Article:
Provide easier access to the water of a well or an aquifer, while minimising the risks of water contamination and child accidents associated with uncovered wells, through the use of a manually operated pump.
The pump principle has changed little since its inception, whether for the piston pump invented in 275 BC by Ctesibius, or the rope pump invented in the 1st century BC in China.
These pumps were still commonly used in the countryside in the United States and Europe in the 19th century. One pump was usually sufficient to supply a family and its livestock with water. Although this technique fell into disuse with the advent of mechanisation and electrification, it is still widely used in developing countries.
It is a relatively inexpensive technology, demanding little complicated maintenance, which can usually be carried out by communities, and which provides access to water that is kept pure and often almost free.
In cases where maintenance is neglected, often uninterrupted use of the pump causes premature wear of parts and sometimes irreversible degradation of the mechanism, calling for the pump to be replaced. This explains why the pump is a success in some villages at first and then abandoned a few years later.
Indeed, in some countries or regions it has been repeatedly observed that more than a third of wells or boreholes are abandoned after a few years due to an unsuitable choice and/or lack of maintenance, repair facilities or spare parts.
Before installing a pump, a village pump or water point management committee, consisting of representatives of all categories of its inhabitants and responsible for ensuring the proper use and regular maintenance of the facilities, collecting maintenance contributions and raising community awareness to health problems, thus needs to be set up or strengthened
This technology is limited by its instantaneous pumping ability. It thus mainly concerns rural and suburban areas not connected to a town sewerage system.
There are dozens of models of hand pumps and several ways of classifying them.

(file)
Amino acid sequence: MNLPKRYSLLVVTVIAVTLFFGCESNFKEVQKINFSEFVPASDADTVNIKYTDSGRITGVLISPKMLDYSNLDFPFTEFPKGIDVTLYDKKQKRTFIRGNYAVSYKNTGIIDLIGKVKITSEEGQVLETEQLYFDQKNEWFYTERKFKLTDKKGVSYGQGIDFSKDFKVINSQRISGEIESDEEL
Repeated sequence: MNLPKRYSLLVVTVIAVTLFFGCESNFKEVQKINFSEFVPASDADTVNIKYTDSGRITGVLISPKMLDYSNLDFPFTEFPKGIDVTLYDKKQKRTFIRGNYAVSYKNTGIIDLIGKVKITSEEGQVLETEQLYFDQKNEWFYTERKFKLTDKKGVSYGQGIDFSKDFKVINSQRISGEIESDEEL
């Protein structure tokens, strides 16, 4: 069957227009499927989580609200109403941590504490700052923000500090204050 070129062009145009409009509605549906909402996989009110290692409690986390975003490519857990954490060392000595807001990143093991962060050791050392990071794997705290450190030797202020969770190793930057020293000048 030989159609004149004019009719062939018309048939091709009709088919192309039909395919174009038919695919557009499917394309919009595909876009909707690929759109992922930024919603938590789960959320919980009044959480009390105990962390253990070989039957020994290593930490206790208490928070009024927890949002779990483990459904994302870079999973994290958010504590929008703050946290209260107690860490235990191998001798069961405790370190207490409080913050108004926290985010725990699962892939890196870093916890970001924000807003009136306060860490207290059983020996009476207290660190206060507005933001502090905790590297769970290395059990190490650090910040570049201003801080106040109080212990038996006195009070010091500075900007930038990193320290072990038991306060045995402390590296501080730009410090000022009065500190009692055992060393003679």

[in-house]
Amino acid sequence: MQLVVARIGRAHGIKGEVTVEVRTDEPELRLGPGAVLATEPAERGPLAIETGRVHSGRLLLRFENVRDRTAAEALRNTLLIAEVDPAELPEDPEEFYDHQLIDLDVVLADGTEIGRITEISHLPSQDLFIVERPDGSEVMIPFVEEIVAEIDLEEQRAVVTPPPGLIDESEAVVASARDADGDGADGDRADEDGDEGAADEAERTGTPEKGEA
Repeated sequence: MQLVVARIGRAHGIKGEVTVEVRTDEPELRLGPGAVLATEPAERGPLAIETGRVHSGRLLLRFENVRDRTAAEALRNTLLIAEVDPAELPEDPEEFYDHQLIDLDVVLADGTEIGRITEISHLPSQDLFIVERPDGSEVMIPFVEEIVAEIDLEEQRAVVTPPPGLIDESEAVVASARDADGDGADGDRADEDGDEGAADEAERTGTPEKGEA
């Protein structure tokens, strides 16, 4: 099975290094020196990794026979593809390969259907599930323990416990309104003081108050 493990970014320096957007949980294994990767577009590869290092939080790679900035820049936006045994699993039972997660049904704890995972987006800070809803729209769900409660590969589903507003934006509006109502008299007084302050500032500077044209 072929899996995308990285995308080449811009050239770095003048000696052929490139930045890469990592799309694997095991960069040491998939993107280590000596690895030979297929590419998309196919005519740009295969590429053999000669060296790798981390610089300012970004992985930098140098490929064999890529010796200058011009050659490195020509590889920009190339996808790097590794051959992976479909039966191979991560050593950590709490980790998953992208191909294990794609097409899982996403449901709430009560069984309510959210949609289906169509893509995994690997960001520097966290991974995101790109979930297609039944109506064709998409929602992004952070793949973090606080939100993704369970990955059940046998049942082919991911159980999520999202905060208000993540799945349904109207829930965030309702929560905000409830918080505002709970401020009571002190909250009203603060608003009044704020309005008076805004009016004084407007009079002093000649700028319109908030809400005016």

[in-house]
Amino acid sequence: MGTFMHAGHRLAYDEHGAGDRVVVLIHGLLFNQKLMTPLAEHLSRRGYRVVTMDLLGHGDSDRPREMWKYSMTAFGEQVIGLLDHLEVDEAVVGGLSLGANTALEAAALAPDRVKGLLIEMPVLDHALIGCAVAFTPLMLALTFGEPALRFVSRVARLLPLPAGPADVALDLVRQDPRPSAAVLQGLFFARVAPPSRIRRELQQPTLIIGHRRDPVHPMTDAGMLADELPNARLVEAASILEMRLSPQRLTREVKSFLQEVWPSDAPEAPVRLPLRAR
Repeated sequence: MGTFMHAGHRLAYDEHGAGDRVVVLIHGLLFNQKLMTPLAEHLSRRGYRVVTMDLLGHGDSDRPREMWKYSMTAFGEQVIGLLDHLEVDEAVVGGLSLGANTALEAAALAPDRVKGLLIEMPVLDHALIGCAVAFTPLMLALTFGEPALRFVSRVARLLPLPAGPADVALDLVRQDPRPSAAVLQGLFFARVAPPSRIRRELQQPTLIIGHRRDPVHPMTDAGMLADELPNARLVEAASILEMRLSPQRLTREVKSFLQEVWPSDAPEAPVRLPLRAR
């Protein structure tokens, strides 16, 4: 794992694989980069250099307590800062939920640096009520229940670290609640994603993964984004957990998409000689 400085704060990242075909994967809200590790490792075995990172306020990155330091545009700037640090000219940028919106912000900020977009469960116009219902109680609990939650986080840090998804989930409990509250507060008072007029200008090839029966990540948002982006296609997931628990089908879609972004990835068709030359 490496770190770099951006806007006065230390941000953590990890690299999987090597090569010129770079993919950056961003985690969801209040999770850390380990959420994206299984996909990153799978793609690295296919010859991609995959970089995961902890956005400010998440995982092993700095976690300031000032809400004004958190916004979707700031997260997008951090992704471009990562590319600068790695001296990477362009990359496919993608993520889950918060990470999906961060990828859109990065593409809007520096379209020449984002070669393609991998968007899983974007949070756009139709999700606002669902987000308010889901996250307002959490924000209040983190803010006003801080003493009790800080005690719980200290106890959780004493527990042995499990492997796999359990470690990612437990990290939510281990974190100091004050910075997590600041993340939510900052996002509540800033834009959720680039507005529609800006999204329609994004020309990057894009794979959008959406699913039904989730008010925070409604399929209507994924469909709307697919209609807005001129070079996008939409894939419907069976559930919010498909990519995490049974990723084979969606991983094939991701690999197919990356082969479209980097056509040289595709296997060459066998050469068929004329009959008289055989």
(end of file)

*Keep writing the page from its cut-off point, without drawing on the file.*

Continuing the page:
They are chosen on the basis of their lift height or operating speed, which varies according to the depth and the pump type.
A distinction is thus made between so-called suction pumps that can only be used for low lift heights (less than about 7 m such as the VN6 or Shalowell pumps in Asia), which are the cheapest and pressure pumps including :
- pumps with an average lift height (8 to 20 m such as the Tara pump),
- pumps with an intermediate lift height (up to 45 m or 60 m) such as the India Mark II, Afridev, Hydro-India 60 Vergnet, Afripump or Kardia pumps),
- pumps with a high lift height (up to 80, 100 or 120m such as the Monolift, Volanta and India Mark III pumps.).
Specificity of pressure pumps
They allow water to be delivered higher than ground level. The capacity of a pressure pump depends on the water pressure in the pump body. In this case, it is the knowledge of the total dynamic head (TDH = Suction height + pressure head proper) that allows, among other things, the required pump type to be chosen.
Note : those who want to know more about the specific method of calculating this TDH can refer to the first page of the following document :
Leroy Sommer. Pumps - Selection method. available, on line at :
To better understand their characteristics, however, it seems preferable to instead divide them into three broad categories according to the technology used for the "pumping" part : piston, diaphragm or rotor.
They can also then be further broken down according to their transmission type : through linkage, cable, chain or hydraulic control, and according to their control system : through lever, handwheel, crank handle or pedal.
Finally, various categories of materials are used : iron, steel, stainless steel, PVC, etc. This is, among other things, what often makes the difference in the strength, weight and price of pumps.
And finally, it can be added that the two main hydraulic parameters characterising a hydraulic pump, irrespective of the model, are :
- its flow rate (in litres/hour or in m3/h)
- its total dynamic head (TDH), equal to the sum of the lift height and its discharge height, excluding head losses. The higher this value, the lower the flow rate.